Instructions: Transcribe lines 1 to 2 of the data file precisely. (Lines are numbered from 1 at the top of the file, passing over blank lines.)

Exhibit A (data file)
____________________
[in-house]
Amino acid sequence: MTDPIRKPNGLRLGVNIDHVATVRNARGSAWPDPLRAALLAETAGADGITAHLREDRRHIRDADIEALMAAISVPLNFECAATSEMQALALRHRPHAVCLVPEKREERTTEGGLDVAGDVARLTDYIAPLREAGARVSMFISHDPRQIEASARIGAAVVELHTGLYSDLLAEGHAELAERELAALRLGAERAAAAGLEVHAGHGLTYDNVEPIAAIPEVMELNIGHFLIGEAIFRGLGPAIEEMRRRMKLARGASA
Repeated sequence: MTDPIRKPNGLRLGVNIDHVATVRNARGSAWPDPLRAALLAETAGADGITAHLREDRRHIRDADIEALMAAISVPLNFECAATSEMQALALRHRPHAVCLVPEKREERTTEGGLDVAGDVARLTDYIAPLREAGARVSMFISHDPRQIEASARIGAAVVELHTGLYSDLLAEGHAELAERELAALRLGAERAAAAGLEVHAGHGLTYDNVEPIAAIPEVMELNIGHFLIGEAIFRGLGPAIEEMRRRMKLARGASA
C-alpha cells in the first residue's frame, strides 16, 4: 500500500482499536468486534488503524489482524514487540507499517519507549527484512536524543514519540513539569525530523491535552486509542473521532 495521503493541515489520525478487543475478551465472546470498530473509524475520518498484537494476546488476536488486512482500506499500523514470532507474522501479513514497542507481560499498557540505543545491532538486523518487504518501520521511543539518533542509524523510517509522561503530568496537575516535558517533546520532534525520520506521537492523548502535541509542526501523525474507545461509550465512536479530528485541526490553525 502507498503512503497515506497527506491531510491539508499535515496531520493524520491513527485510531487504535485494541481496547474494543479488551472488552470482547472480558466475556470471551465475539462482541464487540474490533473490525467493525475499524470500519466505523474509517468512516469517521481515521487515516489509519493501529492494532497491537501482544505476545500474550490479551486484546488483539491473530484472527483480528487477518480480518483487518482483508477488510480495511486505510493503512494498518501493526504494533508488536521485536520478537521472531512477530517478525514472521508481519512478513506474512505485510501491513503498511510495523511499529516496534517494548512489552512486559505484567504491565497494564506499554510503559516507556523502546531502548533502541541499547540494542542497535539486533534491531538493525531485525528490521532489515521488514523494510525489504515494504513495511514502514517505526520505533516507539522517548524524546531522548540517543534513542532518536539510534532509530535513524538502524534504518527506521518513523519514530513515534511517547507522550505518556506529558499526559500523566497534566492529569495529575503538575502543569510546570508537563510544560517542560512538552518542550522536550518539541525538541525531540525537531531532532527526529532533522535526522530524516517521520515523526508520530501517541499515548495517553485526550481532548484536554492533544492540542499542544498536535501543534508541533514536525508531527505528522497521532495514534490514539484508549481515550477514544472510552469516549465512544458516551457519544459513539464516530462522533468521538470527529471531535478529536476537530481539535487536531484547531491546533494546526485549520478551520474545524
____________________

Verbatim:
[in-house]
Amino acid sequence: MTDPIRKPNGLRLGVNIDHVATVRNARGSAWPDPLRAALLAETAGADGITAHLREDRRHIRDADIEALMAAISVPLNFECAATSEMQALALRHRPHAVCLVPEKREERTTEGGLDVAGDVARLTDYIAPLREAGARVSMFISHDPRQIEASARIGAAVVELHTGLYSDLLAEGHAELAERELAALRLGAERAAAAGLEVHAGHGLTYDNVEPIAAIPEVMELNIGHFLIGEAIFRGLGPAIEEMRRRMKLARGASA